Floristry business in Poland
Polish florists are ambitious, they want to improve their professional skills, follow international trends and be able to influence their clients. Flower business is not one of the easiest ones, there are still many problems, obstacles and things that should be changed or improved. That is why running a floristic business in Poland is still a challenge.
Polish florists are not fully satisfied with the current shape of their sector. Many of them say that the flower sector in Poland is not supporting them. Florists often mention the important problem they face within the most important part of the flower chain: wholesale markets and wholesaler who are selling flowers, plants and ready arrangements directly to the end customers. Therefore the majority of Polish florists are complaining that wholesale markets are in fact competing with them instead of supporting and supplying them. Many flower shop owners complain, that private people are allowed to buy flowers directly at the wholesale markets. This way “stylists” and “florists” without registered companies, who decorate events (mainly weddings) are buying flowers at the wholesale price. This is unfair towards all those who are running a regular business, paying taxes and baring the cost of running the flower shop, studio or workshop. This is spoiling the trade as the consumers get lower prices (without VAT) and later demand such prices at regular flower shops.
The road to success is not a path paved with flowers
Polish clients love flowers but are still extremely price sensitive (often raised problem in the questionnaire). Some of them “want plenty for peanuts” or buy directly at the wholesale markets and at wholesalers. They even buy flowers themselves for special events like weddings. Many florists underline the role of trade organizations which should influence wholesalers and wholesale markets to sell the products to registered companies only. This would solve the problem of individual clients buying at wholesale prices, creating the grey zone and an unhealthy competition.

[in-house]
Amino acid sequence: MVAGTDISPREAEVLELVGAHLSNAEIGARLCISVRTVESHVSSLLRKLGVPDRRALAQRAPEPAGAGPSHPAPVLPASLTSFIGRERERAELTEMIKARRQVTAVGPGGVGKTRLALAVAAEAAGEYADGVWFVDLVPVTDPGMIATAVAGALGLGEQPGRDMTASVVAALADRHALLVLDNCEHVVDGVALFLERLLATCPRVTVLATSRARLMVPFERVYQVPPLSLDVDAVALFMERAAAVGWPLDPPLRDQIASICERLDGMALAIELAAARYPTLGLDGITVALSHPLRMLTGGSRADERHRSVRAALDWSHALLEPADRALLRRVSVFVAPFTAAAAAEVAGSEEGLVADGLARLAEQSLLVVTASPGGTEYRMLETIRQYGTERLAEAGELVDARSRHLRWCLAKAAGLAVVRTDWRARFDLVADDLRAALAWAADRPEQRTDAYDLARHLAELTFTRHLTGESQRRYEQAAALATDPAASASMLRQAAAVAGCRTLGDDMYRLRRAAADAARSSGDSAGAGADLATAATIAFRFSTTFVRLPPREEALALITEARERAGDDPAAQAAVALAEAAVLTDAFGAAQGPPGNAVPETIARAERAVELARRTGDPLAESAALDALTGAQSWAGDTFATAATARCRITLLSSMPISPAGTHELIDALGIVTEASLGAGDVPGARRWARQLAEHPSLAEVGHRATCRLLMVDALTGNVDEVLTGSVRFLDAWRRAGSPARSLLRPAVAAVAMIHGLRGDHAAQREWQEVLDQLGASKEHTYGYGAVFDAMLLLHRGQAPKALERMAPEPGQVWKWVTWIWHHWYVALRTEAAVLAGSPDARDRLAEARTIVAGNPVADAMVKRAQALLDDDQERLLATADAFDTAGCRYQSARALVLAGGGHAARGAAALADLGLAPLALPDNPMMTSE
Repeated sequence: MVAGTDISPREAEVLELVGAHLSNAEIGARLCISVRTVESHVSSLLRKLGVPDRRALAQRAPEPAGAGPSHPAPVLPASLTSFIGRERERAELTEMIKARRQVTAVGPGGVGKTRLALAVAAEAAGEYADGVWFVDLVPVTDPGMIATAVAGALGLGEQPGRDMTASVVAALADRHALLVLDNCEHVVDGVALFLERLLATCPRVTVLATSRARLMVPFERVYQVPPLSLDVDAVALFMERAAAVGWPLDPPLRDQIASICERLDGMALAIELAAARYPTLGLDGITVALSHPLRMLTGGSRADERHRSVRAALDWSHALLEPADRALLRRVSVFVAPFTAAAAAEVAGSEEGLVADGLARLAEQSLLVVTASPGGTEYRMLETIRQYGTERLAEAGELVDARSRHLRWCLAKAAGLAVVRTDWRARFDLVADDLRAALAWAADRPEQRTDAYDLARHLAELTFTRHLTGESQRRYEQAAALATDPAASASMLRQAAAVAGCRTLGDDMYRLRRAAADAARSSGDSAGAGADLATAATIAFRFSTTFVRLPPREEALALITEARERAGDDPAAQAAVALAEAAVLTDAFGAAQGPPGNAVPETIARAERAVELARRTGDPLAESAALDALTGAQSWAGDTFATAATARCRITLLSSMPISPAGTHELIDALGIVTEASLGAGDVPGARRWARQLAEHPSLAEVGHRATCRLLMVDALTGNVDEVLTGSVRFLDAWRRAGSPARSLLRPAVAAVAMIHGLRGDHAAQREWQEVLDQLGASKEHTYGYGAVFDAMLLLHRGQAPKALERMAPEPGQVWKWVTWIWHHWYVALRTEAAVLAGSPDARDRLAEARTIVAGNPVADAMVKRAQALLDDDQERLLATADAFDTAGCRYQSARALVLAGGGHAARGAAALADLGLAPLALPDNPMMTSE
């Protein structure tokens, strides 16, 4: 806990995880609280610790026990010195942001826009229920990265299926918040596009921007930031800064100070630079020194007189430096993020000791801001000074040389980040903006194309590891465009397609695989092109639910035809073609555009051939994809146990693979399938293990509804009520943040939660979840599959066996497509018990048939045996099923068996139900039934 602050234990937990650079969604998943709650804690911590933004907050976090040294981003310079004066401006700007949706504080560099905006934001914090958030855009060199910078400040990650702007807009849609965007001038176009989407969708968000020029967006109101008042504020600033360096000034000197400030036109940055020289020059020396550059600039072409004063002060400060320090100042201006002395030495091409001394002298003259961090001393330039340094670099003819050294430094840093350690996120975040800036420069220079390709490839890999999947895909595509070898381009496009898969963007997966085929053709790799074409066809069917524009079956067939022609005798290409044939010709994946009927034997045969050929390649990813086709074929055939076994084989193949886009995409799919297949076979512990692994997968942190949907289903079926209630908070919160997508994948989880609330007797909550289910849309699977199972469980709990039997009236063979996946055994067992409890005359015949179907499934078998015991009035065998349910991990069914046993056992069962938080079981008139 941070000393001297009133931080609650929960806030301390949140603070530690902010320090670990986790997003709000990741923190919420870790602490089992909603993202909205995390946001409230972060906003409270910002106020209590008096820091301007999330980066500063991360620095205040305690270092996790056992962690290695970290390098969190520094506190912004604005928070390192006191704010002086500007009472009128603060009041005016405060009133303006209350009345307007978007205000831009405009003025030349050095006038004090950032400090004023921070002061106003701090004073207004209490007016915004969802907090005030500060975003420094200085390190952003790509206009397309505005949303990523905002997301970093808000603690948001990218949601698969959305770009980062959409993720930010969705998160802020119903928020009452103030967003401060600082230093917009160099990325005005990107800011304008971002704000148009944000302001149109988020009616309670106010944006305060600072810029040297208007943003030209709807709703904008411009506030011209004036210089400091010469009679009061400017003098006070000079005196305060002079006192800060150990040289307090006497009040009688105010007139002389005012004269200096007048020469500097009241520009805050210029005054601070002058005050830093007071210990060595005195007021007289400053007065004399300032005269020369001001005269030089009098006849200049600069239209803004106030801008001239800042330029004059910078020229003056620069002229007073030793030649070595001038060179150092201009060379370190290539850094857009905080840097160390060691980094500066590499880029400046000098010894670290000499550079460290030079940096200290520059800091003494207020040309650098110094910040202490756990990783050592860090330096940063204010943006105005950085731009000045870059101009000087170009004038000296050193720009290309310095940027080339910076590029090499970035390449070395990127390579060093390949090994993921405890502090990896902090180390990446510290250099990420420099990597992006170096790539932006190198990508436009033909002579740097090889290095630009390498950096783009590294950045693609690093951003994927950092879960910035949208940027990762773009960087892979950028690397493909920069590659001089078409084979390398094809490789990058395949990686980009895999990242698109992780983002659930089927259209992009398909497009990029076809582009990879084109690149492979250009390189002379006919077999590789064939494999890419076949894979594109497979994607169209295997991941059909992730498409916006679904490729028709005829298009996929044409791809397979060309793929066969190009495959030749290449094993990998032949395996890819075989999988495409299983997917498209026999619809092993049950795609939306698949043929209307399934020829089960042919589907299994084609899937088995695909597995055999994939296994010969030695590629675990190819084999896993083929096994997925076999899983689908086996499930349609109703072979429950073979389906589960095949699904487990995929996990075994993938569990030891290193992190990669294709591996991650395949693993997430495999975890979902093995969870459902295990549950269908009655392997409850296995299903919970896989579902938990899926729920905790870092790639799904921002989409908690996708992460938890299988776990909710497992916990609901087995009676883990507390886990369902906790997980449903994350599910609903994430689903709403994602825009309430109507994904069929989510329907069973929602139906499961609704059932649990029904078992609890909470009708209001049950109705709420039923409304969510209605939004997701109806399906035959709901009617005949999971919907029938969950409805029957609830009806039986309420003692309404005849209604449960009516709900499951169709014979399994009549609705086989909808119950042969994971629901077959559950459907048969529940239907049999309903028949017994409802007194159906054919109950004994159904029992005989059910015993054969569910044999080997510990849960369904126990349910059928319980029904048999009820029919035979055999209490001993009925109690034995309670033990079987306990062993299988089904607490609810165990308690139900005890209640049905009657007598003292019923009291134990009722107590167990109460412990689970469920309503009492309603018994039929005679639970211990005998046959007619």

Generally florists admit, that clients can be divided into two groups. Those buying cheaper flowers mostly from supermarkets or less skilled florists (who compete with low prices) and who therefore can afford flowers for own use more often than only twice a year. And clients who will visit a well-known professional flower shop on a regular basis to buy high quality products, stylish arrangements and bouquets.
Quality and price
Other problem raised by respondents of the survey, is quality and price of flowers. Florists complain that flowers provided by importers and producers are not always of good quality. There are also opinions that in many cases the suppliers instead of lowering the price of older flowers, intentionally sells them in regular price. In contrast to that, many respondents admit that often the quality of flowers being sold at supermarkets is increasing and the price is very attractive. This results in a weird situation: the wholesale markets and wholesalers are offering more expensive flowers than supermarkets. It happens that the quality of flowers in supermarkets is better than that offered by professional suppliers. Obviously, such situation doesn’t help professionals to stay competitive.
The positive role of supermarkets: thanks to the cheaper offer Polish consumers are starting to use more flowers on a daily or weekly basis. The improving quality of flowers sold in chain stores increase the number of clients who want to buy flowers there.
From 10 February till the end of March 2020 the Agricultural Section of the Embassy conducted an online flower survey for the Polish florists. The aim of the survey was to gather knowledge about the current flower market seen from the florists perspective. The whole report (in English) can be downloaded from here.